You've probably been hearing a lot lately about how nasal decolonization is helping hospitals and surgery centers tilt the fight against surgical site infections in their favor. Instead of an antibiotic ointment like mupirocin, you apply a topical antiseptic to reduce the microbial burden in the nares, a reservoir for bacteria that escape typical hygiene protocols such as hand washing. Maybe that's why I call nasal decolonization "hand hygiene for your nose."
We were intrigued enough at the prospect of decolonizing the nose without the risk and complexity of antibiotics that we trialed a nasal antiseptic on our patients (and staff!) here at the Baylor Orthopedic and Spine Hospital at Arlington, an orthopedic treatment and surgical center with 23 beds in 1- or 2-bed rooms. We focus on spine and joint, specialties where surgical site infections can be particularly devastating. Read on to find out how we integrated a nasal antiseptic into our existing infection control protocols and lowered infection rates for MRSA-suspected patients, staff and caregivers.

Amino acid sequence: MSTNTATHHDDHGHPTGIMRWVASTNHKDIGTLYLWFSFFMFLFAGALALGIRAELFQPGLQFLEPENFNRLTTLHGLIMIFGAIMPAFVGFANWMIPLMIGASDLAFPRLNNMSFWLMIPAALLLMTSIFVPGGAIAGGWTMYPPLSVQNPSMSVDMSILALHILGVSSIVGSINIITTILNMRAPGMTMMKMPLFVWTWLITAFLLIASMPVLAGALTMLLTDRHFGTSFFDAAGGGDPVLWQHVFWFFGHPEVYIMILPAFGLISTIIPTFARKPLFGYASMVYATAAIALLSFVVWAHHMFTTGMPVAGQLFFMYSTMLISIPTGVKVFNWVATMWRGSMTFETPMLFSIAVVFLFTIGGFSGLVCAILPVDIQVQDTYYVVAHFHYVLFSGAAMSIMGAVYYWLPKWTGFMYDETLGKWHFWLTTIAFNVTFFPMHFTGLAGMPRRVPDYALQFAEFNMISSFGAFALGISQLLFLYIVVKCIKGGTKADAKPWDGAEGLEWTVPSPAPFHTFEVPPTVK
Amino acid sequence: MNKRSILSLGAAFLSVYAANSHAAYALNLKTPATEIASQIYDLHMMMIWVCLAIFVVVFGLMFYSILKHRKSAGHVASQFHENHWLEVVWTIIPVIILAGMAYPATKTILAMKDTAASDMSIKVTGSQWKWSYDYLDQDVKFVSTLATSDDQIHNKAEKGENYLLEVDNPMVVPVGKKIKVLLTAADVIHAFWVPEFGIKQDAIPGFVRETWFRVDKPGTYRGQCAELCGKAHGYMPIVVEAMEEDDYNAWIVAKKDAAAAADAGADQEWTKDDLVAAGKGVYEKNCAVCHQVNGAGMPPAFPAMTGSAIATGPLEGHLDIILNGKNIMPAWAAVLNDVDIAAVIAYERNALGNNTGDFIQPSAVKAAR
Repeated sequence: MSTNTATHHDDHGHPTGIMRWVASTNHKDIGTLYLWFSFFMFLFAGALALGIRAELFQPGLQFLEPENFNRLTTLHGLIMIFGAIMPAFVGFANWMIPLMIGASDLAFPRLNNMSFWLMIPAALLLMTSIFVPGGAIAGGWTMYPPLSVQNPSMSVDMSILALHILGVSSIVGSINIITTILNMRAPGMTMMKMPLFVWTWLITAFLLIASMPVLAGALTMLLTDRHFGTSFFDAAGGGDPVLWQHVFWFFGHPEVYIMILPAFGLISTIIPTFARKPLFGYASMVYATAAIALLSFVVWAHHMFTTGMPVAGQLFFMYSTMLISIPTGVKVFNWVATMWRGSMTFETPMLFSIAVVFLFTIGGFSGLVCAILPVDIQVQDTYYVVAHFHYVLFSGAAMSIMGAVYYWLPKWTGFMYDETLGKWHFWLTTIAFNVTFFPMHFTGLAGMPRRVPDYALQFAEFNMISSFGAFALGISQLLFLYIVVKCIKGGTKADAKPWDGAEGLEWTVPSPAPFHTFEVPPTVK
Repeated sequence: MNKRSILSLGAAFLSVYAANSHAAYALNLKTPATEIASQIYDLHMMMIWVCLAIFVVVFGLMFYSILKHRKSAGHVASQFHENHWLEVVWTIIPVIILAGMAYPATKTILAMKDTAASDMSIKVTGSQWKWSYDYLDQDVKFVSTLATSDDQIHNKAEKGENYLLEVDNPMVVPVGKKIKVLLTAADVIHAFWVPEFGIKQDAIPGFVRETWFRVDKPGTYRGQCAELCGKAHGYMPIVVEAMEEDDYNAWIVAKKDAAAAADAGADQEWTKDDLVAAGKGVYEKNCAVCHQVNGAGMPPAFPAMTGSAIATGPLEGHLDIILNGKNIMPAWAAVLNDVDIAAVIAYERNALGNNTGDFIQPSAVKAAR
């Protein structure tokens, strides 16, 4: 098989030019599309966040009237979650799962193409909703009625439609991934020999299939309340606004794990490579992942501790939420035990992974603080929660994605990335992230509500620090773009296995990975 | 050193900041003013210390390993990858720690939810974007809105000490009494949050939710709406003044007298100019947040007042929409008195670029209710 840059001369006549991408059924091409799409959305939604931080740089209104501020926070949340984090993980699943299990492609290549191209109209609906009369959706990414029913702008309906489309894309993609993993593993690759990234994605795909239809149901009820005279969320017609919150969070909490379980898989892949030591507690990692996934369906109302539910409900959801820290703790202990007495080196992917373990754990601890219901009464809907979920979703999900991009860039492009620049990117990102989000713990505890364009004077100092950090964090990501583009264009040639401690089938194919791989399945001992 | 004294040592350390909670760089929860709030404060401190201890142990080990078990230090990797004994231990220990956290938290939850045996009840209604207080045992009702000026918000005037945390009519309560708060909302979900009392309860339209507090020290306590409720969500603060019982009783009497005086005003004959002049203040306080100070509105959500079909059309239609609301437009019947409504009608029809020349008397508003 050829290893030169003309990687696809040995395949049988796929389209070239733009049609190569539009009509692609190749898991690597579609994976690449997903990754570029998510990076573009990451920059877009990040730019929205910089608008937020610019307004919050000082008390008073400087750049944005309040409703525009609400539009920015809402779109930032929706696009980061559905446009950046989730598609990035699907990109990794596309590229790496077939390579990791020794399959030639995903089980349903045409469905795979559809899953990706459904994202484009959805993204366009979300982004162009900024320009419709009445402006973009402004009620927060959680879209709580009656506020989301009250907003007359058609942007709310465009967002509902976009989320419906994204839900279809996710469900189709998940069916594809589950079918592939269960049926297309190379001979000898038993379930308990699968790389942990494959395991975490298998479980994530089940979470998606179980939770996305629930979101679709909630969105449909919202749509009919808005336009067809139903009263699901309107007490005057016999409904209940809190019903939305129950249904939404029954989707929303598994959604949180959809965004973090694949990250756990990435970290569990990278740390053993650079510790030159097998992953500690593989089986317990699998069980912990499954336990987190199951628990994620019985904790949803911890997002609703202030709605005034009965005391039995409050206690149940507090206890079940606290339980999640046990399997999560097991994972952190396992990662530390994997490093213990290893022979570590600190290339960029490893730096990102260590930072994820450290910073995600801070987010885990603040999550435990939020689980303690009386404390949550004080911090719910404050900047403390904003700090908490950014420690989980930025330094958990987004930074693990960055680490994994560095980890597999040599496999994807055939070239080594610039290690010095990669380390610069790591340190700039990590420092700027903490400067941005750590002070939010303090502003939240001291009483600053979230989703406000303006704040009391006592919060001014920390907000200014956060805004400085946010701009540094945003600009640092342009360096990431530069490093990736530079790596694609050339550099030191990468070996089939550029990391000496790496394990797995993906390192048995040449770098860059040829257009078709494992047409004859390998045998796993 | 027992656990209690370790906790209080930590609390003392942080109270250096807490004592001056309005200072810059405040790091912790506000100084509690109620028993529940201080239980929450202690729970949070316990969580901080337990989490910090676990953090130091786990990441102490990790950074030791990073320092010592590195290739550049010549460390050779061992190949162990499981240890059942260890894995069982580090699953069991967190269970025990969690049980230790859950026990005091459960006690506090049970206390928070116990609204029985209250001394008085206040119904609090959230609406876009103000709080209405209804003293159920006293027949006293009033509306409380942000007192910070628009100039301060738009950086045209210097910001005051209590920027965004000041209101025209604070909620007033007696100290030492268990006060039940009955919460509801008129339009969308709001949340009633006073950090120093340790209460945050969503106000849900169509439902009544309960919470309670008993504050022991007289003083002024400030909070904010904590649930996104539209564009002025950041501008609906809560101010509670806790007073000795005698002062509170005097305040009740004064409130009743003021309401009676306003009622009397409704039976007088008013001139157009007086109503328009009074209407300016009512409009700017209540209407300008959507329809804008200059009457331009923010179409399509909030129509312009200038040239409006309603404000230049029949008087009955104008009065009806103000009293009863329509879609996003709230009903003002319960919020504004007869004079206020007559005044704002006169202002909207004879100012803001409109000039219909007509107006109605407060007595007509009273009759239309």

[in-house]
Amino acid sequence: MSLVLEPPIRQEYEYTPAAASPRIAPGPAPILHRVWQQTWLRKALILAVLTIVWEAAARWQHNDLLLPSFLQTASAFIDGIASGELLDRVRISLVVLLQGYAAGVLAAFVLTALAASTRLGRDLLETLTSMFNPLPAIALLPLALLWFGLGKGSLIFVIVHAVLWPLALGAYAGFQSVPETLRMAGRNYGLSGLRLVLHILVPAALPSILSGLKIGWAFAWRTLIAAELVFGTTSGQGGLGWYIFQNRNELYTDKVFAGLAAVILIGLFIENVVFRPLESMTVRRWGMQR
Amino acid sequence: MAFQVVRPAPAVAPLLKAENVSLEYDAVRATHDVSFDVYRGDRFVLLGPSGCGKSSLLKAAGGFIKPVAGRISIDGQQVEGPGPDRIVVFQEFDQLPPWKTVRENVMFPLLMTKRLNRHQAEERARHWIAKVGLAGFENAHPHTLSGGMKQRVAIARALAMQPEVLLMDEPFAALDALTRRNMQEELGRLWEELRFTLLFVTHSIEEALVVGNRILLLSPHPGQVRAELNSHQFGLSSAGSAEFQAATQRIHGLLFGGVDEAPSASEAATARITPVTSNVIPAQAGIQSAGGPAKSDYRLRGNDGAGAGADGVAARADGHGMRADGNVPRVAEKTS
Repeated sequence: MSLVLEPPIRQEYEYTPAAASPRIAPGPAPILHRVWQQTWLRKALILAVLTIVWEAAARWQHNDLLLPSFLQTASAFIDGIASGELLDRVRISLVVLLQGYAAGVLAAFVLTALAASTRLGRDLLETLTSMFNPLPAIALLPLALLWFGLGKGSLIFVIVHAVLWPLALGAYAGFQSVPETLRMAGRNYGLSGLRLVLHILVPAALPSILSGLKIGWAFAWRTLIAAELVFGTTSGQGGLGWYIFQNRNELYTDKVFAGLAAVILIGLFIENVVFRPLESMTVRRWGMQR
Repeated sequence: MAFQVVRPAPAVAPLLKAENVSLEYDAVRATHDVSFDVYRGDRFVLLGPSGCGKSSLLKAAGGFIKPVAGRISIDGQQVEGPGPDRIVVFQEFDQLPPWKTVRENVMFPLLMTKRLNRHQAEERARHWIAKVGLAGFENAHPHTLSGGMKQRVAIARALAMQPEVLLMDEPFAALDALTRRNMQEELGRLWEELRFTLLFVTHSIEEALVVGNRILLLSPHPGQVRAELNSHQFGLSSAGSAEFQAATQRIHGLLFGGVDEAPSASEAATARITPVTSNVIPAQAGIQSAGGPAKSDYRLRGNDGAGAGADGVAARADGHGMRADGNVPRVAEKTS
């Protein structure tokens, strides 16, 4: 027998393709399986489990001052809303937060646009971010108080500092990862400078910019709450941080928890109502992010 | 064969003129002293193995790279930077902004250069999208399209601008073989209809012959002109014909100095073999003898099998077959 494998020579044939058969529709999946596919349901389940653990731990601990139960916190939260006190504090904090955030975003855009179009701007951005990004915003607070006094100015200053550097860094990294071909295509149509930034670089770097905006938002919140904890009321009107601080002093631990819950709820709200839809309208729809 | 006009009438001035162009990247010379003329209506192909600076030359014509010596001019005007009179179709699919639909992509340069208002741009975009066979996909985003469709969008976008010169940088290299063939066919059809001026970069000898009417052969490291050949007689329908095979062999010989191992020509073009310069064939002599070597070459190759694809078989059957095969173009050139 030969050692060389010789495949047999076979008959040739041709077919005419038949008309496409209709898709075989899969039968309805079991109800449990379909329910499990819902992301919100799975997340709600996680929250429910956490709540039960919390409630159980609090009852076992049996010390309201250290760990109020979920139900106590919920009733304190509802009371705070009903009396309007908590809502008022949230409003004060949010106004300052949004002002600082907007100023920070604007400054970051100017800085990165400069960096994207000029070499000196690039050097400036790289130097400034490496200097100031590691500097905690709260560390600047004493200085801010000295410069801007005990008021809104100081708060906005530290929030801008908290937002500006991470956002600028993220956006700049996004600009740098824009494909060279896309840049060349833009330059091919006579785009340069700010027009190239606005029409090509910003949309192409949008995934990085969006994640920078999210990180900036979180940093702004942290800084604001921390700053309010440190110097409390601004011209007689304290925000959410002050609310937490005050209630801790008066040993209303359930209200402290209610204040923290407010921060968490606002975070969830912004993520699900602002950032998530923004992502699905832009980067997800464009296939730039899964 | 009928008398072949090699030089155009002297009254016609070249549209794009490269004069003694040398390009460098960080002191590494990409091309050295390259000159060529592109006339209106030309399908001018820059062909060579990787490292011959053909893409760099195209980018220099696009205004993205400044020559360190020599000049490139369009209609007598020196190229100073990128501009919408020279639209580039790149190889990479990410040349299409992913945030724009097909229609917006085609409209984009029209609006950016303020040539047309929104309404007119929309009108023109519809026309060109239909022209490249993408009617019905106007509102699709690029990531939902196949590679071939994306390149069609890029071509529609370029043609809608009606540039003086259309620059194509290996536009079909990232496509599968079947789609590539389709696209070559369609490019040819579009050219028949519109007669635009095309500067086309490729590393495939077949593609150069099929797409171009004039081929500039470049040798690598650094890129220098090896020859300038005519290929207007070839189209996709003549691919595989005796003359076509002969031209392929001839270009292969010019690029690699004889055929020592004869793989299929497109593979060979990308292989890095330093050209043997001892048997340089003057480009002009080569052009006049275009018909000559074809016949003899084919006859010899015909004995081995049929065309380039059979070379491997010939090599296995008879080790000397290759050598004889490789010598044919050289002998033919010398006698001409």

Trialing a nasal antiseptic
The goal of our trial was to see if nasal decolonization would reduce our Staphylococcus aureus infection rates in our spine surgery patients. We added the nasal antiseptic to our existing practice of hand hygiene and pre-operative skin decolonization using chlorhexidine gluconate bathing and body wipes.
Nasal antiseptics come as either an alcohol-based or povidone-iodine solution. They're packaged in ampules or in pre-moistened, ready-to-use swabsticks. We tested an alcohol-based formulation.
Topical mupirocin applied to the anterior nares has long been the first line of therapy for MRSA carriage reduction, but there is growing evidence of resistance of S. aureus and MRSA to mupirocin. We grow increasingly concerned each time we hear a report about another resistant strain of S. aureus.